• Warning Letter Dated March 20, 2019: “Your firm failed to conduct appropriate laboratory testing, as necessary, of each batch of drug product required to be free of objectionable microorganisms (21 CFR 211.165(b))…. You released multiple batches of these drug products without conducting tests to ensure they were free from objectionable microorganisms. It is essential that your drug products are produced in a manner that is suitable for their intended uses and that each batch is tested for conformance to appropriate microbial quality specifications. In your response, you provided examples of recently tested batches utilizing the USP method for microbial enumeration testing. Your response is inadequate because you did not provide your verification studies including data to show the suitability of the compendial method being used. Your response also failed to provide data to show that all previously released products, that remain on the U.S. market, were tested and found to meet your newly implemented USP microbial release specifications.”4 
  • Warning Letter Dated March 20, 2019: “Your firm failed to establish an adequate quality control unit with the responsibility and authority to approve or reject all components, drug product containers, closures, in-process materials, packaging materials, labeling, and drug products (21 CFR 211.22(a))…. Over multiple years, your firm obtained recurring test results for water used as a component of your drugs, as well as results for finished [redacted] drug products, outside of microbiological limits. This testing revealed extremely high levels of microbiological contamination, including results that were Too Numerous to Count (TNTC), and identified the presence of significant opportunistic pathogens in your drugs. Furthermore, your tests of retained samples and customer complaint bottles found objectionable microbiological contamination in already distributed lots…Significantly, you failed to take actions to prevent consumer exposure to marketed drug product lots known by your firm to contain microbiological contamination…. In addition to these total count failures, you identified objectionable microorganisms (such as Burkholderia multivorans) in multiple drug products but lacked investigations. You did not take effective actions to investigate root causes, and correct flaws, in your manufacturing operations and quality management systems to prevent recurrence of these serious quality failures. Ultimately, you did not ensure timely and effective corrective and preventative actions to prevent exposure of consumers to contaminated product. While you continued to obtain microbiological test results outside of acceptable limits on a recurring basis, you did not initiate recalls until the FDA identified these serious issues in our inspection and relayed safety concerns to you.”4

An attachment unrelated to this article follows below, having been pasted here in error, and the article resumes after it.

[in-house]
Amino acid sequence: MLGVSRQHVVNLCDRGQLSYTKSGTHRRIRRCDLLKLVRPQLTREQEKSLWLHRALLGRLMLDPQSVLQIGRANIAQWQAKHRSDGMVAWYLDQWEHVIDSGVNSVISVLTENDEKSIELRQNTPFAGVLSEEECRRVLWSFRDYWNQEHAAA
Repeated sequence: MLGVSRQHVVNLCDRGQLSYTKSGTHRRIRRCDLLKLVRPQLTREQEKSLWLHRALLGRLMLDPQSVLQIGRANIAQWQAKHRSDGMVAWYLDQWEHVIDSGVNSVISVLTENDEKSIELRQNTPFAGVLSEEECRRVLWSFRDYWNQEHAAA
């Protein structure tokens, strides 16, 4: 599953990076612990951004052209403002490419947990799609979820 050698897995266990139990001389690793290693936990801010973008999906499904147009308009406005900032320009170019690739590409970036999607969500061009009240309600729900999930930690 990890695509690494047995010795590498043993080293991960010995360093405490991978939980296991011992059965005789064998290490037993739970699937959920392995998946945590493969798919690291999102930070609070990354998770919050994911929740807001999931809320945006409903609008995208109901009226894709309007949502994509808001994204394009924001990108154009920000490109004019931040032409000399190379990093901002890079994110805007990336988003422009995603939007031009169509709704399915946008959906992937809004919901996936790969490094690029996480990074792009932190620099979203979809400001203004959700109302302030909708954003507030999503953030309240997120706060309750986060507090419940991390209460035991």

• Warning Letter Dated Aug. 29, 2018: “Your firm failed to establish laboratory controls that include scientifically sound and appropriate specifications, standards, sampling plans, and test procedures designed to assure that components, drug product containers, closures, in-process materials, labeling, and drug products conform to appropriate standards of identity, strength, quality, and purity (21 CFR 211.160(b))…. In addition, your firm did not have adequate test methods to detect objectionable microorganisms, including P. aeruginosa, E. coli, S. aureus, C. albicans, Clostridium sp., Salmonella sp., and bile-tolerant Gram-negative bacteria. These organisms are known to cause infections or produce toxins that can cause serious harm to patients. Also, although you tested for the presence of Clostridia, you did not incubate the inoculated sample under anaerobic conditions as is necessary to support the growth of Clostridia. Further, your firm also did not have all the necessary media, buffers, and environmental conditions needed to conduct microbiological testing.” 4

In Part 2 of this two-part article, we will explore objectionable microorganism risk assessment — and how to determine if a recovered isolate is objectionable.


  1. Code of Federal Regulations (CFR) Title 21. Accessed on March 25, 2019 at
  2. PDA (2014) PDA Technical Report No. 67: Exclusion of Objectionable Microorganisms from Nonsterile Pharmaceuticals, Medical Devices, and Cosmetics. PDA, Bethesda, MD.
  3. Sutton, S. Ph.D. (2006) How to Determine if an Organism is “Objectionable”. The Microbiology Network. July, 2006. Assessed on March 25, 2019 at
  4. Food and Drug Administration (FDA) Warning Letters. Accessed on March 25, 2019 at

About The Author:

Crystal M. Booth, M.M., is a regional manager at PSC Biotech and has over 20 years of experience in pharmaceutical microbiology. She obtained her master’s degree in microbiology from North Carolina State University. Booth is a seasoned, award- winning technical writer and author of Method Development and Validation for the Pharmaceutical Microbiologist. During her career, she has worked in microbiology, consulting, quality assurance, CDMOs, R&D, and quality control laboratories. Booth has developed and validated numerous microbial methods and has worked with many different product types.